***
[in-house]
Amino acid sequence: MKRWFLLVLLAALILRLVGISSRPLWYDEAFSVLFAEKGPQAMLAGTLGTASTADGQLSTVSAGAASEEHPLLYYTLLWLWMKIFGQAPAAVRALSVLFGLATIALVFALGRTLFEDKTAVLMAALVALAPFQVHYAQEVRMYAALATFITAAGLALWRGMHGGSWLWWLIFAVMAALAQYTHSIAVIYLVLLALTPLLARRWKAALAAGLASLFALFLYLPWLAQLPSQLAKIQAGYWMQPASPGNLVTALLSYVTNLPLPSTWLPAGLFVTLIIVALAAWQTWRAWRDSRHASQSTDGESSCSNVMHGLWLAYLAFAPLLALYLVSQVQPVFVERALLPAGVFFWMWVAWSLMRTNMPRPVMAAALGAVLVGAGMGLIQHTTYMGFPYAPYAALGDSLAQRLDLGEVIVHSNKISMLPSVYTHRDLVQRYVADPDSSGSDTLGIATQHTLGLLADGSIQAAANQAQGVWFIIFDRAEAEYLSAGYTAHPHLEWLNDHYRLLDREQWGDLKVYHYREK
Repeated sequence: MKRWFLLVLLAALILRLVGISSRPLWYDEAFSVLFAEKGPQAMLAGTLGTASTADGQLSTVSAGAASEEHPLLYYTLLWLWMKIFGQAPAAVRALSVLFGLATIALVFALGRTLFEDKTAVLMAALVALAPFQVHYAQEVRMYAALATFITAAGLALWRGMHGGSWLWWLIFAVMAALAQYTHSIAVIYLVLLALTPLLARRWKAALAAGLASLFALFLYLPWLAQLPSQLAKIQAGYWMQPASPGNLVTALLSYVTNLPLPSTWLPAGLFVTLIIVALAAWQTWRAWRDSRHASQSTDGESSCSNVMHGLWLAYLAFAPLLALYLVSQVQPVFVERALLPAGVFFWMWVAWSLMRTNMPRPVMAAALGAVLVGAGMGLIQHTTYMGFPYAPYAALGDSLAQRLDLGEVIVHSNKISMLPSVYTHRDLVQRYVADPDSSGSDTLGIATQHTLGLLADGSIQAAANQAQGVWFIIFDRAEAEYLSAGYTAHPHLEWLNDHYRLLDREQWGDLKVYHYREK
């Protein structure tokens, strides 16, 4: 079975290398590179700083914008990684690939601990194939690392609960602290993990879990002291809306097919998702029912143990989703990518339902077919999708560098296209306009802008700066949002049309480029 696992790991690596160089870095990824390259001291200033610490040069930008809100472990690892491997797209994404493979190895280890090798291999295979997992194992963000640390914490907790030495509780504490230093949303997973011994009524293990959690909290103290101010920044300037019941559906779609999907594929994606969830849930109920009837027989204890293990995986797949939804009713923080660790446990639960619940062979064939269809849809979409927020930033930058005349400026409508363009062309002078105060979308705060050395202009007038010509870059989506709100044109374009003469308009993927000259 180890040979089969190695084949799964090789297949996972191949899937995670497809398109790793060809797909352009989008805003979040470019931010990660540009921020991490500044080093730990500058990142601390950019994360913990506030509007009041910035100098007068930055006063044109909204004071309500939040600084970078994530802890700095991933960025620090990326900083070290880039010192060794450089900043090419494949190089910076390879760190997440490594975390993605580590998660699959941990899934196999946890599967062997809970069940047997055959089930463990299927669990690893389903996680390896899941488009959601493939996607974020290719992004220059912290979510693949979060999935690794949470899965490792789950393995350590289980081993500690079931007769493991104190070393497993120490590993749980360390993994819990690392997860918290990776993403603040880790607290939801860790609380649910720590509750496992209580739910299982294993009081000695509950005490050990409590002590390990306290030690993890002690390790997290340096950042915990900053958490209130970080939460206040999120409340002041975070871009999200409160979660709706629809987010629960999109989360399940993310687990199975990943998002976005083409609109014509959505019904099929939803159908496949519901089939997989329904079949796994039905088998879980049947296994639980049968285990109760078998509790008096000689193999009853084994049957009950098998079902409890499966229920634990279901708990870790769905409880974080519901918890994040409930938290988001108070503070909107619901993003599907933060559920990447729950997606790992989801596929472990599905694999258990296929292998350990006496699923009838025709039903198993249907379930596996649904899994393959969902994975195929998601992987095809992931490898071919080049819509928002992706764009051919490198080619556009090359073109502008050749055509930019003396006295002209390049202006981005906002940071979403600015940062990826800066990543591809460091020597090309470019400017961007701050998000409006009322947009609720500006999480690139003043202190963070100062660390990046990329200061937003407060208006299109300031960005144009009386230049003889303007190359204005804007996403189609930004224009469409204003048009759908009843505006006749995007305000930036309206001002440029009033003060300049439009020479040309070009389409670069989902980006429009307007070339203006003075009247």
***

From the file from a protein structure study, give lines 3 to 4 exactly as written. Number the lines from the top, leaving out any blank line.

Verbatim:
Repeated sequence: MKRWFLLVLLAALILRLVGISSRPLWYDEAFSVLFAEKGPQAMLAGTLGTASTADGQLSTVSAGAASEEHPLLYYTLLWLWMKIFGQAPAAVRALSVLFGLATIALVFALGRTLFEDKTAVLMAALVALAPFQVHYAQEVRMYAALATFITAAGLALWRGMHGGSWLWWLIFAVMAALAQYTHSIAVIYLVLLALTPLLARRWKAALAAGLASLFALFLYLPWLAQLPSQLAKIQAGYWMQPASPGNLVTALLSYVTNLPLPSTWLPAGLFVTLIIVALAAWQTWRAWRDSRHASQSTDGESSCSNVMHGLWLAYLAFAPLLALYLVSQVQPVFVERALLPAGVFFWMWVAWSLMRTNMPRPVMAAALGAVLVGAGMGLIQHTTYMGFPYAPYAALGDSLAQRLDLGEVIVHSNKISMLPSVYTHRDLVQRYVADPDSSGSDTLGIATQHTLGLLADGSIQAAANQAQGVWFIIFDRAEAEYLSAGYTAHPHLEWLNDHYRLLDREQWGDLKVYHYREK
């Protein structure tokens, strides 16, 4: 079975290398590179700083914008990684690939601990194939690392609960602290993990879990002291809306097919998702029912143990989703990518339902077919999708560098296209306009802008700066949002049309480029 696992790991690596160089870095990824390259001291200033610490040069930008809100472990690892491997797209994404493979190895280890090798291999295979997992194992963000640390914490907790030495509780504490230093949303997973011994009524293990959690909290103290101010920044300037019941559906779609999907594929994606969830849930109920009837027989204890293990995986797949939804009713923080660790446990639960619940062979064939269809849809979409927020930033930058005349400026409508363009062309002078105060979308705060050395202009007038010509870059989506709100044109374009003469308009993927000259 180890040979089969190695084949799964090789297949996972191949899937995670497809398109790793060809797909352009989008805003979040470019931010990660540009921020991490500044080093730990500058990142601390950019994360913990506030509007009041910035100098007068930055006063044109909204004071309500939040600084970078994530802890700095991933960025620090990326900083070290880039010192060794450089900043090419494949190089910076390879760190997440490594975390993605580590998660699959941990899934196999946890599967062997809970069940047997055959089930463990299927669990690893389903996680390896899941488009959601493939996607974020290719992004220059912290979510693949979060999935690794949470899965490792789950393995350590289980081993500690079931007769493991104190070393497993120490590993749980360390993994819990690392997860918290990776993403603040880790607290939801860790609380649910720590509750496992209580739910299982294993009081000695509950005490050990409590002590390990306290030690993890002690390790997290340096950042915990900053958490209130970080939460206040999120409340002041975070871009999200409160979660709706629809987010629960999109989360399940993310687990199975990943998002976005083409609109014509959505019904099929939803159908496949519901089939997989329904079949796994039905088998879980049947296994639980049968285990109760078998509790008096000689193999009853084994049957009950098998079902409890499966229920634990279901708990870790769905409880974080519901918890994040409930938290988001108070503070909107619901993003599907933060559920990447729950997606790992989801596929472990599905694999258990296929292998350990006496699923009838025709039903198993249907379930596996649904899994393959969902994975195929998601992987095809992931490898071919080049819509928002992706764009051919490198080619556009090359073109502008050749055509930019003396006295002209390049202006981005906002940071979403600015940062990826800066990543591809460091020597090309470019400017961007701050998000409006009322947009609720500006999480690139003043202190963070100062660390990046990329200061937003407060208006299109300031960005144009009386230049003889303007190359204005804007996403189609930004224009469409204003048009759908009843505006006749995007305000930036309206001002440029009033003060300049439009020479040309070009389409670069989902980006429009307007070339203006003075009247």